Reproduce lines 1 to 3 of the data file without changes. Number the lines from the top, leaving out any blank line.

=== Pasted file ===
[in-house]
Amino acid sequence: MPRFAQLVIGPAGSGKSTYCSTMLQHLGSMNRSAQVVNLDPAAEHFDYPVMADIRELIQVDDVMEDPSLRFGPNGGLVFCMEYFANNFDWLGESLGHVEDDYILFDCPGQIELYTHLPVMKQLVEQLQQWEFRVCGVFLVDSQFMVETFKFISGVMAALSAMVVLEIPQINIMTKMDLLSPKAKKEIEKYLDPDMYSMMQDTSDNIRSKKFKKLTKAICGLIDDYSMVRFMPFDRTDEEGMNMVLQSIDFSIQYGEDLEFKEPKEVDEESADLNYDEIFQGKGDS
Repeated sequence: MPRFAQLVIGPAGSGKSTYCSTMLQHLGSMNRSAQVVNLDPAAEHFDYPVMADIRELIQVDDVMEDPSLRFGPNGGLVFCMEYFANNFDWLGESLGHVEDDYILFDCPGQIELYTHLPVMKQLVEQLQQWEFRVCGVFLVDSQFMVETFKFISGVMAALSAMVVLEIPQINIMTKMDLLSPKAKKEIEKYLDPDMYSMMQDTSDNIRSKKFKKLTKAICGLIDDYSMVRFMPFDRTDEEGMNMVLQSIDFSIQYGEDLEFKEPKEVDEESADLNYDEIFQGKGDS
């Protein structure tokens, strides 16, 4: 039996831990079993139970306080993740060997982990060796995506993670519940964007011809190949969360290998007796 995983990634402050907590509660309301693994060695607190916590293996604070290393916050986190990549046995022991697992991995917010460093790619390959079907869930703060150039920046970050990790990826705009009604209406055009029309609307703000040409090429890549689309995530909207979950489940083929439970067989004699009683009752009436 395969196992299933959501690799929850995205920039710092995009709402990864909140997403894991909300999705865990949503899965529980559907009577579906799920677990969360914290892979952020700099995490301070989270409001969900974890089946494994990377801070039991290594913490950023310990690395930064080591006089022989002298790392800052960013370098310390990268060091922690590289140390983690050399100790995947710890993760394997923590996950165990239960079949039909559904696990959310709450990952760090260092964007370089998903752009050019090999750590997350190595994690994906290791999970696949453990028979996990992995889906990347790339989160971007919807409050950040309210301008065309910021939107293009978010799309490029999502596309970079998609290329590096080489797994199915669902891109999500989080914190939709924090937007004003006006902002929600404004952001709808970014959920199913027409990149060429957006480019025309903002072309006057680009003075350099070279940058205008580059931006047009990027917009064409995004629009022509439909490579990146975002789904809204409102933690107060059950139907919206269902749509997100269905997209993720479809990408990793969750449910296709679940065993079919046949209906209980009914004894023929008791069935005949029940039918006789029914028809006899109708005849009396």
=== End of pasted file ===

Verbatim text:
[in-house]
Amino acid sequence: MPRFAQLVIGPAGSGKSTYCSTMLQHLGSMNRSAQVVNLDPAAEHFDYPVMADIRELIQVDDVMEDPSLRFGPNGGLVFCMEYFANNFDWLGESLGHVEDDYILFDCPGQIELYTHLPVMKQLVEQLQQWEFRVCGVFLVDSQFMVETFKFISGVMAALSAMVVLEIPQINIMTKMDLLSPKAKKEIEKYLDPDMYSMMQDTSDNIRSKKFKKLTKAICGLIDDYSMVRFMPFDRTDEEGMNMVLQSIDFSIQYGEDLEFKEPKEVDEESADLNYDEIFQGKGDS
Repeated sequence: MPRFAQLVIGPAGSGKSTYCSTMLQHLGSMNRSAQVVNLDPAAEHFDYPVMADIRELIQVDDVMEDPSLRFGPNGGLVFCMEYFANNFDWLGESLGHVEDDYILFDCPGQIELYTHLPVMKQLVEQLQQWEFRVCGVFLVDSQFMVETFKFISGVMAALSAMVVLEIPQINIMTKMDLLSPKAKKEIEKYLDPDMYSMMQDTSDNIRSKKFKKLTKAICGLIDDYSMVRFMPFDRTDEEGMNMVLQSIDFSIQYGEDLEFKEPKEVDEESADLNYDEIFQGKGDS